EN
Rudd's Lark Heteromirafra ruddi



Taxonomy

Taxonomic source(s)
del Hoyo, J., Collar, N.J., Christie, D.A., Elliott, A., Fishpool, L.D.C., Boesman, P. and Kirwan, G.M. 2016. HBW and BirdLife International Illustrated Checklist of the Birds of the World. Volume 2: Passerines. Lynx Edicions and BirdLife International, Barcelona, Spain and Cambridge, UK.

IUCN Red list criteria met and history
Red List criteria met
Critically Endangered Endangered Vulnerable
- A2c+3c+4c A2c+3c+4c; C2a(i)

Red List history
Year Category Criteria
2017 Endangered A2c+3c+4c
2016 Vulnerable A2c+3c; C2a(i)
2012 Vulnerable A3c;C2a(i)
2008 Vulnerable A3c; C2a(i)
2005 Vulnerable
2004 Critically Endangered
2000 Critically Endangered
1996 Critically Endangered
1994 Critically Endangered
1988 Threatened
Species attributes

Migratory status not a migrant Forest dependency Does not normally occur in forest
Land mass type Land-mass type - continent
Average mass -
Extent of occurrence (EOO)

Estimate Data quality
Extent of Occurrence breeding/resident (km2) 60,100 medium
Number of locations 11-100 -
Fragmentation -
Population and trend
Estimate Data quality Derivation Year of estimate
No. of mature individuals 1700-3300 poor estimated 1998
Population trend Decreasing medium suspected -
Decline (3 years/1 generation past) - - -
Decline (5 years/1 generation past) - - -
Decline (10 years/1 generation past) - - -
Decline (10 years/3 generation future) 50-79 - - -
Decline (10 years/3 generation past and future) 50-79 - - -
Number of subpopulations 2-10 - - -
Largest subpopulations - - -
Generation length (yrs) 3.8 - - -

Population justification: Siegfried (1992) suggested a global population of 1,500-5,000 individuals. Estimates for the proposed Grassland Biosphere Reserve suggest that 2,500 individuals is a more realistic lower limit for this species. This range is roughly equivalent to 1,700-3,300 mature individuals, however, the total may be significantly lower (D. Maphisa in litt. 2012, 2016).

Trend justification: Because much of the population may be on private land, and it is an elusive species, makes it difficult to get accurate population measures (D. Maphisa in litt. 2016). Analyses of Southern African Bird Atlas Project data have shown a possible 40% decline in range (with a 14% decline in core range) (Lee et al. 2017), and Peacock (2015) estimate the decline at >50%. However, its absence has recently been noted at former strongholds, particularly at Mataliele (where it is now presumed extinct) (D. Maphisa in litt. 2007, N. Theron and R. Colyn in litt. 2016). Suspected declines in the Wakkestroom population have also been raised (N. Theron and R. Colyn  in litt. 2016), with repeat surveys in 2016 of 33 transects originally covered in 2002 (Maphisa 2004) showing declines in both the number of transects (down from 9 to 5) where the species was found, and the number of individuals recorded (down from 32 to 9) (Gush 2017). This suggests it is presently in severe decline, with the decline over three generations (c.11.5 years) tentatively placed in the range of 50-79%.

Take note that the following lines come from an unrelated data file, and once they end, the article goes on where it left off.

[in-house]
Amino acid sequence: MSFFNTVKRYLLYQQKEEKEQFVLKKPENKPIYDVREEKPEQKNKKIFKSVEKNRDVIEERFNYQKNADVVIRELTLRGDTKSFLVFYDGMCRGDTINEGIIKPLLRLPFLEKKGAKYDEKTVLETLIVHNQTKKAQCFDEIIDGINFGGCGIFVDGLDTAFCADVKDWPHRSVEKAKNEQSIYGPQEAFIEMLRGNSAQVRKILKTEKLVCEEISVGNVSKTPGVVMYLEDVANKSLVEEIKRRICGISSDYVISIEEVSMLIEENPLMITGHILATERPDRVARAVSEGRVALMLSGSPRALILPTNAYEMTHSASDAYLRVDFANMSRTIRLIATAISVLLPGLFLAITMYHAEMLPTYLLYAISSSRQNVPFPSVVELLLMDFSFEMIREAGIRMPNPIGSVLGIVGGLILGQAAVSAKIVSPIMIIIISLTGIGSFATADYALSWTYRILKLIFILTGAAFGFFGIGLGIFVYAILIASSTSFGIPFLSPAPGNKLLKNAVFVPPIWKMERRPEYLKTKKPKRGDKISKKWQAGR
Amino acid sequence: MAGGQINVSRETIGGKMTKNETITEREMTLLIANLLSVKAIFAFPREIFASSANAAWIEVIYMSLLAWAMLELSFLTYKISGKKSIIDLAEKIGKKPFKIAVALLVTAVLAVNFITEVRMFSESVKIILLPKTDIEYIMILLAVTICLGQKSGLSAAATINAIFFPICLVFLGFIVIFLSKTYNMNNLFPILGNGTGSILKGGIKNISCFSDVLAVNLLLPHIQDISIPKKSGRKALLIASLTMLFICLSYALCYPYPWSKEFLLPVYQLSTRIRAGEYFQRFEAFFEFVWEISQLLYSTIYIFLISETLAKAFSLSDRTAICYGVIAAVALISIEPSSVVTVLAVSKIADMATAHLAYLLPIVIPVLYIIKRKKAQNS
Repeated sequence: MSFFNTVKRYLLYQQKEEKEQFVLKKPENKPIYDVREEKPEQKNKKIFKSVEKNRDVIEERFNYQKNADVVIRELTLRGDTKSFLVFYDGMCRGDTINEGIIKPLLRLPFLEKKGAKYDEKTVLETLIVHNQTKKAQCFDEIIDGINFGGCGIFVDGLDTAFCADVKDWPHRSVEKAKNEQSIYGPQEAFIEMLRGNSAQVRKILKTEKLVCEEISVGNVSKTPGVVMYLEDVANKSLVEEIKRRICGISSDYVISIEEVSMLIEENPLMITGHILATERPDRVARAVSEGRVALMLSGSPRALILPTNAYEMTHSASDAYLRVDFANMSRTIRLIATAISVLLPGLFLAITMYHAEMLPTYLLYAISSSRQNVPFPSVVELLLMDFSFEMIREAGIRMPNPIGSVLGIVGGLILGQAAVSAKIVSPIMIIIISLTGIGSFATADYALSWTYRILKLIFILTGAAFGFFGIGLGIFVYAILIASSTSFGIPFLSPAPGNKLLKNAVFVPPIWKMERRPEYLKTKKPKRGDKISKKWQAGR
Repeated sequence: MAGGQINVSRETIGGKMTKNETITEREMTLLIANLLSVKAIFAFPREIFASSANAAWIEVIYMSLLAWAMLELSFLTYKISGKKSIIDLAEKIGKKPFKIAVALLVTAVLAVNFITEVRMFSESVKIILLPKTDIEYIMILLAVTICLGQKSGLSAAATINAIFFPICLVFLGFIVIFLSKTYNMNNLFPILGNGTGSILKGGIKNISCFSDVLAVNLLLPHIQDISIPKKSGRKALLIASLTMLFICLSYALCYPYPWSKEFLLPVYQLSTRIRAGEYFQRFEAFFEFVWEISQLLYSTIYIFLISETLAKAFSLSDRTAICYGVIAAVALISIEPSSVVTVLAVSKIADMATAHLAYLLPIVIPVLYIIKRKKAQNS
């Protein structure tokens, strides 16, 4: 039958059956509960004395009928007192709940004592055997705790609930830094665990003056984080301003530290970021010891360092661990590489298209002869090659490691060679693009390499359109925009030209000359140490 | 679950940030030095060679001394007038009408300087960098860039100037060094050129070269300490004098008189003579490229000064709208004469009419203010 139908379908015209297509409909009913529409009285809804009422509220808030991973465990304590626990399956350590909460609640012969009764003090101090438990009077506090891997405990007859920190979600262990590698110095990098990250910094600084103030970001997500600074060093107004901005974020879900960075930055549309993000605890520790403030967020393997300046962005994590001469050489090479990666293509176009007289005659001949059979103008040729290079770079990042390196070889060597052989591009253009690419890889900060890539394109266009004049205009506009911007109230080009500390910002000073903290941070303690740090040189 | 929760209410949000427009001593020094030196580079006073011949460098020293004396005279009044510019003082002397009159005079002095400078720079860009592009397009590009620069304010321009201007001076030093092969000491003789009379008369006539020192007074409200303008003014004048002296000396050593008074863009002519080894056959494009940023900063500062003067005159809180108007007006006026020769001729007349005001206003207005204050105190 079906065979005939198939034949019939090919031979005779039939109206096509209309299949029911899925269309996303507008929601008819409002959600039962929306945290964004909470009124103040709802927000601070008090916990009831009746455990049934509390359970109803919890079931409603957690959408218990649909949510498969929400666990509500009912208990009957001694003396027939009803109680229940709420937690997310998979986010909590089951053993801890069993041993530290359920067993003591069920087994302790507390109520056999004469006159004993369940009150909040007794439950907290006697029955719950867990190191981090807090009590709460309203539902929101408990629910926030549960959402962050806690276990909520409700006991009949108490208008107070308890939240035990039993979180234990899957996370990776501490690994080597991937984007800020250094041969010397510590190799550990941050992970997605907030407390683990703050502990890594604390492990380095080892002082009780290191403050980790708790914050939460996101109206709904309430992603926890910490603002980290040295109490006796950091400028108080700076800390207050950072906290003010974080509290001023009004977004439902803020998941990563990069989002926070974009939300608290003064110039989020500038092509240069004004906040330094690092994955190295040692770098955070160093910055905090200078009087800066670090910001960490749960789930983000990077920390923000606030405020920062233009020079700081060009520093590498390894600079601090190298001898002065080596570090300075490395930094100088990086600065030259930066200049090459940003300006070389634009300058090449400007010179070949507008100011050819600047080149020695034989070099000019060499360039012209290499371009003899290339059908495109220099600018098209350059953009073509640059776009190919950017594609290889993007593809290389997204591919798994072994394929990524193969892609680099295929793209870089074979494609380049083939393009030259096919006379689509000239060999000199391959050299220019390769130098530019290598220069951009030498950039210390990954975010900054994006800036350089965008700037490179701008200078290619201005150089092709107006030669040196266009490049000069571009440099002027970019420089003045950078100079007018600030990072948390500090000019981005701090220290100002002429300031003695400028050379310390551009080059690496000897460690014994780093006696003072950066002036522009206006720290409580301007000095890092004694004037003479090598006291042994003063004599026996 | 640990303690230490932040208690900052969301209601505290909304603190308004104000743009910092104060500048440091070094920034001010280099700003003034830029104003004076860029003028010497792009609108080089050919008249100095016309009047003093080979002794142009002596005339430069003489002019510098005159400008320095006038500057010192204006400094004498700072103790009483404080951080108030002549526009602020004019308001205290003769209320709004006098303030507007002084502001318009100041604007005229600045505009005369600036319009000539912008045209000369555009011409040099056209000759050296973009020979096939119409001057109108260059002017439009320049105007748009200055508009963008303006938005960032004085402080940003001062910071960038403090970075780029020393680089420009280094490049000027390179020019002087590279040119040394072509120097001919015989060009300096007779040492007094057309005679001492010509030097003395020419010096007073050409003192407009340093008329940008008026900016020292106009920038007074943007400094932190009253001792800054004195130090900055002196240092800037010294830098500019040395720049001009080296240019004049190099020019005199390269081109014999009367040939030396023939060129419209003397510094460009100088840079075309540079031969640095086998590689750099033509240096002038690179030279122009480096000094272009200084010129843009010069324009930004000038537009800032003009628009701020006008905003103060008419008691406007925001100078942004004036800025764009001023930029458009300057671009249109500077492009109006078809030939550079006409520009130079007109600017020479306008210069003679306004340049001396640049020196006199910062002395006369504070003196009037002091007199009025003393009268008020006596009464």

Country/territory distribution
Country/Territory Occurrence status Presence Resident Breeding Non-breeding Passage
South Africa N Extant Yes

Important Bird and Biodiversity Areas (IBA)
Country/Territory IBA Name
South Africa Alexpan
South Africa Matatiele Nature Reserve
South Africa Steenkampsberg
South Africa Sterkfontein Dam Nature Reserve

Habitats & altitude
Habitat (level 1) Habitat (level 2) Importance Occurrence
Grassland Subtropical/Tropical High Altitude major resident
Altitude 1600 - 2200 m Occasional altitudinal limits  

Threats & impact
Threat (level 1) Threat (level 2) Impact and Stresses
Agriculture & aquaculture Annual & perennial non-timber crops - Agro-industry farming Timing Scope Severity Impact
Ongoing Majority (50-90%) Slow, Significant Declines Medium Impact: 6
Stresses
Ecosystem degradation, Ecosystem conversion
Agriculture & aquaculture Livestock farming & ranching - Agro-industry grazing, ranching or farming Timing Scope Severity Impact
Ongoing Majority (50-90%) Slow, Significant Declines Medium Impact: 6
Stresses
Ecosystem degradation, Ecosystem conversion
Agriculture & aquaculture Wood & pulp plantations - Agro-industry plantations Timing Scope Severity Impact
Past, Unlikely to Return Minority (<50%) No decline Past Impact
Stresses
Ecosystem degradation, Ecosystem conversion
Climate change & severe weather Habitat shifting & alteration Timing Scope Severity Impact
Future Whole (>90%) Slow, Significant Declines Low Impact: 5
Stresses
Indirect ecosystem effects, Ecosystem degradation
Energy production & mining Mining & quarrying Timing Scope Severity Impact
Ongoing Minority (<50%) Negligible declines Low Impact: 4
Stresses
Ecosystem degradation, Ecosystem conversion
Energy production & mining Renewable energy Timing Scope Severity Impact
Ongoing Minority (<50%) Slow, Significant Declines Low Impact: 5
Stresses
Species disturbance, Species mortality
Invasive and other problematic species, genes & diseases Problematic native species/diseases Timing Scope Severity Impact
Ongoing Majority (50-90%) Slow, Significant Declines Medium Impact: 6
Stresses
Reduced reproductive success
Natural system modifications Fire & fire suppression - Trend Unknown/Unrecorded Timing Scope Severity Impact
Ongoing Majority (50-90%) Slow, Significant Declines Medium Impact: 6
Stresses
Ecosystem degradation, Ecosystem conversion
Residential & commercial development Housing & urban areas Timing Scope Severity Impact
Ongoing Minority (<50%) Rapid Declines Medium Impact: 6
Stresses
Ecosystem degradation, Ecosystem conversion

Recommended citation
BirdLife International (2019) Species factsheet: Heteromirafra ruddi. Downloaded from http://www.birdlife.org on 25/05/2019. Recommended citation for factsheets for more than one species: BirdLife International (2019) IUCN Red List for birds. Downloaded from http://www.birdlife.org on 25/05/2019.